So the lawsuit that sought to force Kentucky to recognize out-of-state same-sex marriage has been appealed and U.S. District Judge John Heyburn has extended a stay in the case.
What happens next?
Backing up a bit, Louisville residents Greg Bourke and Michael De Leon sued the state last year. They were married in Canada in 2004, the same year Kentucky enacted a ban on same-sex marriages. Other couples were added to the suit, Bourke v. Beshear, and Heyburn wrote last month that the state's same-sex marriage ban violated the equal protection clause of the U.S. Constitution's Fourteenth Amendment. Very briefly, same-sex marriages were effectively recognized in Kentucky, but Heyburn issued a stay that expired Thursday. This week, Heyburn extended that stay.
When Heyburn first issued the stay, it was unclear whether the state—the plaintiffs, then specifically meaning Attorney General Jack Conway—would file an appeal. Conway decided not to, but Gov. Steve Beshear decided to hire outside counsel to do the appealing.
The case takes a few twists and turns from here and may very likely end up with the U.S. Supreme Court, among other cases on the same-sex marriage question.
- The stay stays for now. The stay puts a halt on Kentucky having to recognize out-of-state same-sex marriage. Heyburn extended the stay this week until further notice from the Sixth Circuit Court of Appeals. The appeals court now makes the call whether the stay remains through the appeals process, ends immediately or somewhere in between. Plaintiffs' attorneys said they'll ask the appeals court to lift the stay.
- This could take a while. The appeals court process is "typically very slow," said Laura Landenwich, a plaintiff's attorney. Her side will ask for an expedited briefing schedule with the aim to make the process go faster, but either way the process may a while. There's also a question of other states—Tennessee is in a similar situation as Kentucky, and there's a chance the appeals court will consider them together, plaintiffs' attorneys said. And even then, the case (along with others) could make it's way up to the Supreme Court.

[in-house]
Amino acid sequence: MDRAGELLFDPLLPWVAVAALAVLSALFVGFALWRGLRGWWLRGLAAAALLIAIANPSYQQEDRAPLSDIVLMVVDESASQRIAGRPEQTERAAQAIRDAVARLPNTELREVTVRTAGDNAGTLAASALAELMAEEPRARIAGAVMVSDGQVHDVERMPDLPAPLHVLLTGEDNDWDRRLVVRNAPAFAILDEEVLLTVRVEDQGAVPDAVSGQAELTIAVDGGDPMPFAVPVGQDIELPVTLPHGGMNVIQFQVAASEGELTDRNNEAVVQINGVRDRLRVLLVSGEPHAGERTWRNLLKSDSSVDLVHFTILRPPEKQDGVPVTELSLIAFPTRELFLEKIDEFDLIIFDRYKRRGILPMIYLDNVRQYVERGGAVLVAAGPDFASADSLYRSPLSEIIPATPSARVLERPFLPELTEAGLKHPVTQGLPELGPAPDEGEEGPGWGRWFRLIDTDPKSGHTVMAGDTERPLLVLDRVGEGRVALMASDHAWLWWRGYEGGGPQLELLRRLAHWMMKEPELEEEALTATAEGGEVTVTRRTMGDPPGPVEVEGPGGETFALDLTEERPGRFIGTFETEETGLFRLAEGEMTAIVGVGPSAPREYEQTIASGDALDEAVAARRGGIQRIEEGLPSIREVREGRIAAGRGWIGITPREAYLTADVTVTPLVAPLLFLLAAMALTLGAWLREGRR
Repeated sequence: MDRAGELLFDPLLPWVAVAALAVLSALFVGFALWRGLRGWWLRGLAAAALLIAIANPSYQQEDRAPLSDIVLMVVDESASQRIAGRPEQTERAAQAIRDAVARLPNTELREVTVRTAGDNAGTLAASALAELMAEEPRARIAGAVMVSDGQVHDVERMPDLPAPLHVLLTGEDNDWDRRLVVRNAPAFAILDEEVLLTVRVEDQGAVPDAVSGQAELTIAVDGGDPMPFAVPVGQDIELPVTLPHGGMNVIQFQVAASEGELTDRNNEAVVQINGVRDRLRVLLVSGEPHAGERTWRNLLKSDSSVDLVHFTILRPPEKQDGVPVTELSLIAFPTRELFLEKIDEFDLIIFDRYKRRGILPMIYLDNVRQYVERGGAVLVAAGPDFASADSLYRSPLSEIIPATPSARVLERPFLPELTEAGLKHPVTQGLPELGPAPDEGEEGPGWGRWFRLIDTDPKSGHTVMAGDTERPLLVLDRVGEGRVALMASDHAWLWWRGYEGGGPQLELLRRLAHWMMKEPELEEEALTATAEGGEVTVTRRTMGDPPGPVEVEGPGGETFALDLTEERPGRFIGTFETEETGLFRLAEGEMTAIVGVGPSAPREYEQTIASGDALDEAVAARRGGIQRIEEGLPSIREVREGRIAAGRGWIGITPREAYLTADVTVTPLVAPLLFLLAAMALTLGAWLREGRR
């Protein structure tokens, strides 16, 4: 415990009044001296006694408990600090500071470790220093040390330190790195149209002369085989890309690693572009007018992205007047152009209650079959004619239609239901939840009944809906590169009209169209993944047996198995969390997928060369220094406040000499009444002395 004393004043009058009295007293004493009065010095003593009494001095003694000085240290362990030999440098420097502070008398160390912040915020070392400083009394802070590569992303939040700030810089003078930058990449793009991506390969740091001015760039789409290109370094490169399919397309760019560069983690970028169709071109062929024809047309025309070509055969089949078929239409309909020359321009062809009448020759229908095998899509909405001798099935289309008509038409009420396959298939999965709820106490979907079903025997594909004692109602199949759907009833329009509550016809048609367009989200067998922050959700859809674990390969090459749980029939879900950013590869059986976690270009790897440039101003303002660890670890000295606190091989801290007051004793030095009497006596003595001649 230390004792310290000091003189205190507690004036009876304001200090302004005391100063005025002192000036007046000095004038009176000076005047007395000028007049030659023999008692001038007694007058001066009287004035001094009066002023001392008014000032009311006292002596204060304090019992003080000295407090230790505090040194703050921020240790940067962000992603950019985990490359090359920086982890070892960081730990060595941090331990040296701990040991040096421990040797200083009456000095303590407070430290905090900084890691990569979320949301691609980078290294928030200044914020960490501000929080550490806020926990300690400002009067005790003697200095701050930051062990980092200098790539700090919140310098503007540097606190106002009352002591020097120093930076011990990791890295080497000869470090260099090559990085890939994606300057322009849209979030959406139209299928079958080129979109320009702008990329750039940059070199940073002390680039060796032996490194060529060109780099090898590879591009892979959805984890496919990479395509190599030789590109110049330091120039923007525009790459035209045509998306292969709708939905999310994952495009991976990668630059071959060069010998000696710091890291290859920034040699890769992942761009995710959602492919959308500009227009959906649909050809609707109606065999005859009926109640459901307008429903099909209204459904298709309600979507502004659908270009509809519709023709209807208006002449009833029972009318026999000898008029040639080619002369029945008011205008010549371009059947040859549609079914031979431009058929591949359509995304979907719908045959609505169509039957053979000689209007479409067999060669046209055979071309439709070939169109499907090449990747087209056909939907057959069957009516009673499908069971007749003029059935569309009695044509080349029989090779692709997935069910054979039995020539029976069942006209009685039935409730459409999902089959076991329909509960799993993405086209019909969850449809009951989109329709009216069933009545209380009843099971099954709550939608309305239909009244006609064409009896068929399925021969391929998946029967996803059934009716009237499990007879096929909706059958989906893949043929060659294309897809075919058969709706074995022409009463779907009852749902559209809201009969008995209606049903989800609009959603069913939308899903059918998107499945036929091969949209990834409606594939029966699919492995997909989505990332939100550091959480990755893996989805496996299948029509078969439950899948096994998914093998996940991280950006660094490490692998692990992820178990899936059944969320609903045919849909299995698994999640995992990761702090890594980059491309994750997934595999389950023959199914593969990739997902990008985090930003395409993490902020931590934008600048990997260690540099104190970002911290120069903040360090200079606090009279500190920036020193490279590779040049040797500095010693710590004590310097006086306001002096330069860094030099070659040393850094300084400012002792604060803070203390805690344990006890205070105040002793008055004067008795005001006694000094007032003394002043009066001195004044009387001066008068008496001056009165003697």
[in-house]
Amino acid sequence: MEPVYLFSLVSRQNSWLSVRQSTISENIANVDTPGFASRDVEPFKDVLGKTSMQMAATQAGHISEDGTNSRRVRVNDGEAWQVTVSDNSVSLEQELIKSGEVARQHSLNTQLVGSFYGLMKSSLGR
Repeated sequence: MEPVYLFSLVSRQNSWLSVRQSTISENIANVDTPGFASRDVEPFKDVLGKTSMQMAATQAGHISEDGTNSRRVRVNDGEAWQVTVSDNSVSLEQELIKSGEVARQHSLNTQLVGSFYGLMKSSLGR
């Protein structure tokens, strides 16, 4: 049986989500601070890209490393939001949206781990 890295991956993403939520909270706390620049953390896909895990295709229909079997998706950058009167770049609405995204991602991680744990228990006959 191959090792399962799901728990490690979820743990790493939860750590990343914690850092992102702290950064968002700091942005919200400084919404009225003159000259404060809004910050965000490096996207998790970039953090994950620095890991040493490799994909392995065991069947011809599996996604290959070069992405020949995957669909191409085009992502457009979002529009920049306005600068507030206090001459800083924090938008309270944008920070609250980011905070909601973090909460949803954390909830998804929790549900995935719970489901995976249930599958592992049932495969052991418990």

- What about marriage licenses? Last month, same-sex couples denied marriage licenses in Louisville asked to be added, and were, to Bourke v. Beshear. They want the state to start issuing marriage licenses to same-sex couples, a question not raised in the initial lawsuit or Heyburn's order. That case—now called Love v. Beshear, to reflect the current set of plaintiffs—stays with Heyburn, and plaintiff's attorney expected a decision by this summer. The judge's order in Bourke v. Beshear struck at the framework of Kentucky's 2004 same-sex marriage ban, and plaintiffs' attorneys said they expect the case to their way.
- Judge Heyburn's situation. By the way, the judge is taking senior status—which the federal court system said typically means volunteer work for the court, instead of his current full-time role on the U.S. District Court. Plaintiffs attorney expect it to have no impact on the case.
- And Indiana's same-sex marriage suit. Meanwhile, the same attorneys in Kentucky's same-sex marriage case have filed a similar suit in Indiana. However, four other lawsuits have been filed. Landenwich said they've all been assigned to U.S. District Judge Richard Young, who is based in New Albany.